We finally made it to Beast. Overall, a fantastic experience. I would go back in a heartbeat, if only my heart (and wallet) could take that kind of a beating regularly.
The soup was cucumber and creme fraiche, was airy and cool; some citrus high notes with the cucumber keeping things steady. The flower petals were a beautiful contrast. The chili oil was... missing. Others said they could taste it, but I couldn't. It would've provided perfect dissonance, as well as a textural anchor on the tongue, so my *hunch* is that it was intended to be drizzled on top, but was forgotten. It was paired with a Gruner Veltliner, worked fine.
Foie gras bon-bon: Unbelievable on the tongue, but a bit too worshipful. I come from peasant stock, and wanted to eat this on some country bread.
Steak tartare and quail egg on toast: Undoubtedly a highlight of the meal. The tartare was supremely cold with maybe some... scallion and white pepper? I had a minor yolk-splosion, so best to take it all in one bite.
Pork Rillette and house cracker: High expections went unmet. The pork was unnassuming, and the cracker could've been crisper.
Duck, duck liver, cherry and pistachio pate: A nice blend of creamy and roasty. I'm just not a fan of mixing fruit, nuts *and* meat, so it wasn't my favorite. Also, my less-than-blue blood again was begging for bread or a cracker.
There was also a cornichon on a daub of dijon mustard, a crisp "ice leaf" (IIRC) on a sliced pea salad, and a salami.
All of this was paired with Tessier Cheverny Blanc - wonderful choice: front of the tongue, spicy, light.
The seared duck breast, alongside a cherry and tomato salsa and pan-fried squash blossoms. The duck was fairly unadorned, which was a great move given it's place in the courses - nice to focus on purity after the charcuterie carnival. The salsa was more of a salad: Rainier cherries and cherry tomatoes halved and in a mild vinegar. It stood up for itself next to the duck.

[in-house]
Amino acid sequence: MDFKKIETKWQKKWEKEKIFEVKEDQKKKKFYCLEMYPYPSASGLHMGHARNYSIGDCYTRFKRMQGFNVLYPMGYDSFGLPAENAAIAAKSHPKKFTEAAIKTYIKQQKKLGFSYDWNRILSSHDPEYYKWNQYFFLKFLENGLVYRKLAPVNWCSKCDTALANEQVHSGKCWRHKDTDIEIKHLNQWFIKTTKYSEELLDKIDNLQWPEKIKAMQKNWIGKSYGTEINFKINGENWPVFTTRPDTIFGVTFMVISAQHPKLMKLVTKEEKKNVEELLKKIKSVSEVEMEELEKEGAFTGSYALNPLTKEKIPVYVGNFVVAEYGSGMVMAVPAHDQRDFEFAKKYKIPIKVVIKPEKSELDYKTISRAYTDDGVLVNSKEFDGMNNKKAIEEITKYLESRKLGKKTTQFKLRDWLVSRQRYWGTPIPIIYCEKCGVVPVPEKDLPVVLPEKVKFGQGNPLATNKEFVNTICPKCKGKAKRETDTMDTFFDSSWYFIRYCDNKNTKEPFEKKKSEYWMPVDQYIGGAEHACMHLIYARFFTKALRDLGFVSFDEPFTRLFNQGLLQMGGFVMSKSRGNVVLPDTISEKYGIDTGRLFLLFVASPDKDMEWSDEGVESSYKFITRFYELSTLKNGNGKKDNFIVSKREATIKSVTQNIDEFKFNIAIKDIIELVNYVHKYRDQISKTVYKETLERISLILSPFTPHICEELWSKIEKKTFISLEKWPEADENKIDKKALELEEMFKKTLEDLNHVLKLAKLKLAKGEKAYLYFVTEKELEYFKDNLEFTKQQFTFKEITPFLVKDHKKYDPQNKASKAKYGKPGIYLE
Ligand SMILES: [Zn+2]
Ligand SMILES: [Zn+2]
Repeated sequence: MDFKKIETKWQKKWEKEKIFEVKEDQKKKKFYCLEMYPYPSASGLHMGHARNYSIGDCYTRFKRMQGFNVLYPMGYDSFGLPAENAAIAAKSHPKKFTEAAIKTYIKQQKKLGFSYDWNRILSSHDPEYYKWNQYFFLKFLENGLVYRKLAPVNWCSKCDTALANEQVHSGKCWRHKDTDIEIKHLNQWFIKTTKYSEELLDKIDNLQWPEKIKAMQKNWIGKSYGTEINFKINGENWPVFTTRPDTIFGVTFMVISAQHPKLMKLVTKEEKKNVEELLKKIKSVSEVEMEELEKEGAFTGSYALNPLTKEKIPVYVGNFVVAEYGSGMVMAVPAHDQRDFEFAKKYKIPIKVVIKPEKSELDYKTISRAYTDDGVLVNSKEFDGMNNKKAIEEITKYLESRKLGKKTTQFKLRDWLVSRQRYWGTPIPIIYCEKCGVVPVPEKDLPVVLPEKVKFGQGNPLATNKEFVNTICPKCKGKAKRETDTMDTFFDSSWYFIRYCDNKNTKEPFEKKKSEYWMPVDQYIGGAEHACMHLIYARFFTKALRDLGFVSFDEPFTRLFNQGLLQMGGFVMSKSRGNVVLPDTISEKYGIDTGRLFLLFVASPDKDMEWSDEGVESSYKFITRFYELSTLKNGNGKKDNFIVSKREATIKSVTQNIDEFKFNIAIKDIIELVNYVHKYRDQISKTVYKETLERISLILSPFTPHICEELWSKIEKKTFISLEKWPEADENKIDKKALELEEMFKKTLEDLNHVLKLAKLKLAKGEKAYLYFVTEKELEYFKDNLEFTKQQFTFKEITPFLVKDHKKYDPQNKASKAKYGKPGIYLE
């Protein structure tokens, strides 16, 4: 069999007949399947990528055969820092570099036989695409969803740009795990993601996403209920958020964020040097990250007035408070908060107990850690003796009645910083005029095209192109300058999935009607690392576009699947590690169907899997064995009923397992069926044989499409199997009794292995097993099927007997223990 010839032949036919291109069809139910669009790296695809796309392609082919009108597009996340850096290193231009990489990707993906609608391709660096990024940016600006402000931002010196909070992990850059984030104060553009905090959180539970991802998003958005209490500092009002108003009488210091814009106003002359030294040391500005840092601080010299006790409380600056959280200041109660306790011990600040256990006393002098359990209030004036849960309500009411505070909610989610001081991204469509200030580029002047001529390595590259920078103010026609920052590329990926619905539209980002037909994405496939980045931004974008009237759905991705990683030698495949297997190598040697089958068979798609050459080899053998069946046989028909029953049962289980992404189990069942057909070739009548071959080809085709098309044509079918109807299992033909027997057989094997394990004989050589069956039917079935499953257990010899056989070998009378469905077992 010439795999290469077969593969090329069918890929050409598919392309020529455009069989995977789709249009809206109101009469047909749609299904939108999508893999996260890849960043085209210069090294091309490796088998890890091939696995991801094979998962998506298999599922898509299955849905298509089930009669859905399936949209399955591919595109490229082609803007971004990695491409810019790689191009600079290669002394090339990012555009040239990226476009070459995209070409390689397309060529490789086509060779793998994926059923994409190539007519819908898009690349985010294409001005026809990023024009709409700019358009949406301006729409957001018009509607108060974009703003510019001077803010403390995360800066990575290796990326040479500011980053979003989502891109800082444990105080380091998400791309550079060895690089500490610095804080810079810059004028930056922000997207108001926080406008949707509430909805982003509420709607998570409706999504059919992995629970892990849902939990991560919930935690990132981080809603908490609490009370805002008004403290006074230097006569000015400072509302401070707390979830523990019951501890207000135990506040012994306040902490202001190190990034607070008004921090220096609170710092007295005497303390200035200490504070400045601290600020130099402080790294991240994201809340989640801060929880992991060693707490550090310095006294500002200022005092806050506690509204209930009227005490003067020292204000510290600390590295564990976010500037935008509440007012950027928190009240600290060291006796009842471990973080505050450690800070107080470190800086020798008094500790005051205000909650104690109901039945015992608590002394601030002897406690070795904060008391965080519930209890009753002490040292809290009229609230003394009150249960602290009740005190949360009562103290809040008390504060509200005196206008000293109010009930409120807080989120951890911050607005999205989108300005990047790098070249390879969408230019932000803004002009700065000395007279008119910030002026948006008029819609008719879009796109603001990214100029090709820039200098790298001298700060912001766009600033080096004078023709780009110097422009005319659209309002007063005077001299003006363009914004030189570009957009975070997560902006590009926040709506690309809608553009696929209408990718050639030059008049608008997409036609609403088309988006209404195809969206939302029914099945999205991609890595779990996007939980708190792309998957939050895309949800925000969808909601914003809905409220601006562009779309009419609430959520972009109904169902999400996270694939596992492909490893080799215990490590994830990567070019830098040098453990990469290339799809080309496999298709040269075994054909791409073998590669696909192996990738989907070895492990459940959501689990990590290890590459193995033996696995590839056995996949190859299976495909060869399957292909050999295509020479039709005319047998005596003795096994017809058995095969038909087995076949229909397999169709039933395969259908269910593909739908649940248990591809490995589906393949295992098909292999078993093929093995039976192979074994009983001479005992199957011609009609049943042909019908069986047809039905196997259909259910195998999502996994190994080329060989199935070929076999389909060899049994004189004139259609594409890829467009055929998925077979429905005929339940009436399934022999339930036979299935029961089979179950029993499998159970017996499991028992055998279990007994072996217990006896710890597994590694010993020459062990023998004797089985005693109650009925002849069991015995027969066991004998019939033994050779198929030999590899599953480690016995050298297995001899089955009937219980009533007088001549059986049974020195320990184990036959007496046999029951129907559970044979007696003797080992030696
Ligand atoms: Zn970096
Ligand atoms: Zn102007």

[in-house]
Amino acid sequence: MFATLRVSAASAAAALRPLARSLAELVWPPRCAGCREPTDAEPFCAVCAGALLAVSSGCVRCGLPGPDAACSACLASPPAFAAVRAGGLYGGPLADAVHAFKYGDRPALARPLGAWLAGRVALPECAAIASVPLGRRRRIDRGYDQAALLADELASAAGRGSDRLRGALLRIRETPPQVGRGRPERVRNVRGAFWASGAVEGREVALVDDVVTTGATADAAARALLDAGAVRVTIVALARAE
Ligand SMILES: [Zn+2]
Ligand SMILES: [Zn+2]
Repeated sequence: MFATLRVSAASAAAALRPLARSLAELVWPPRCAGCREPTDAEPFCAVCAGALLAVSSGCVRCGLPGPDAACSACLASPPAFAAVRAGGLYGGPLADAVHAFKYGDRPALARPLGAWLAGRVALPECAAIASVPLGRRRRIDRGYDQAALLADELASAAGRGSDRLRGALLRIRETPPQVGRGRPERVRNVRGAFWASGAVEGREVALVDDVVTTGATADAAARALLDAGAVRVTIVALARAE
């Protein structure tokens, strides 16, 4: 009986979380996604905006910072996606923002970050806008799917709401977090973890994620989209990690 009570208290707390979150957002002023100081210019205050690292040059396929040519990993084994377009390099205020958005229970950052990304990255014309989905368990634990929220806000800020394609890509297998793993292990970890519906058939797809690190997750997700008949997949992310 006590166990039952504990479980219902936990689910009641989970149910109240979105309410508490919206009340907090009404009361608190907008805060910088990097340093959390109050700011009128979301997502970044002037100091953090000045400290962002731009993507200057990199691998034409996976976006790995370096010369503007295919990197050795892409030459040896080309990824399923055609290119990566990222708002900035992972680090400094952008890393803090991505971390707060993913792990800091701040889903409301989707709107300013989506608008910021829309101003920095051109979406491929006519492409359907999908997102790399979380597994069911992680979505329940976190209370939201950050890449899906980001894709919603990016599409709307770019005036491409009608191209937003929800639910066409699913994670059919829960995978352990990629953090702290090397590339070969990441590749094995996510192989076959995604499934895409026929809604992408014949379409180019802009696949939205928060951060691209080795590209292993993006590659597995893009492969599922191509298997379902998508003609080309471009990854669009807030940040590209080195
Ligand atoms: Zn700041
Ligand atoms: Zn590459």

The only downer of the course was the Grosbois Vielles Chinon that was the paired with it. Maybe they intentionally chose a wine that would get out of the way... or maybe it was just unremarkable. The duck cried out for a saltier, earthy red - I'd have chosen a tempranillo maybe.
Oddly, this was the simplest part of the meal, yet all agreed that it vied for a top spot among the courses. It was some local greens and a few peach slices in a sherry vinaigrette. There were marcona almonds, but as they were whole, they were bystanders. The upstaging of the course was the shaved goat cheese. The shameless creamy sourness of goat cheese, perfectly distributed via micro-shavings, hooked up with the sherry, and ravished those damn greens. Playing the excited voyeur was the Salomon Kogl Riesling - light on the tongue and a nice balance to the piquancy of the sherry.
Steve's cheese - one slice each of a sheep, goat and cow cheese, with poached apricots, candied hazelnuts, saffron shortbread and local honeycomb. The sheep's cheese stood out - with a broad nuttiness, definitely was the best choice to contrast the preceding course. The shortbread were little buttons, well-sized to reign in the saffron's tendency to dominate. The honeycomb was what really took this course over the edge, into the realm of culinary primality - a chthonic offering spilt on the civilized craftsmanship of the cheeses.
The Prieler pinot blanc was well paired, provided respite for an overstimulated palate.
Lemon verbena meringues with buttermilk ice cream and tayberries and blackberries. The meringue was truly enjoyable, bright and sweet. The wine pairing was JJ Christoffel Urziger Wurzgarten Auslese, and was far too thickly sweet to be served with buttermilk ice cream. We were offered coffee, which was the right choice for this course... but then left us with wine and coffee at the same time, which was awkward.
Tips: The portions were perfect, and the progression of courses was well thought out, so I'd recommend going for all six courses. The wine pairing, with a couple of exceptions, was smart, so I recommend that as well. Go for the second seating, as you'll get more time to linger.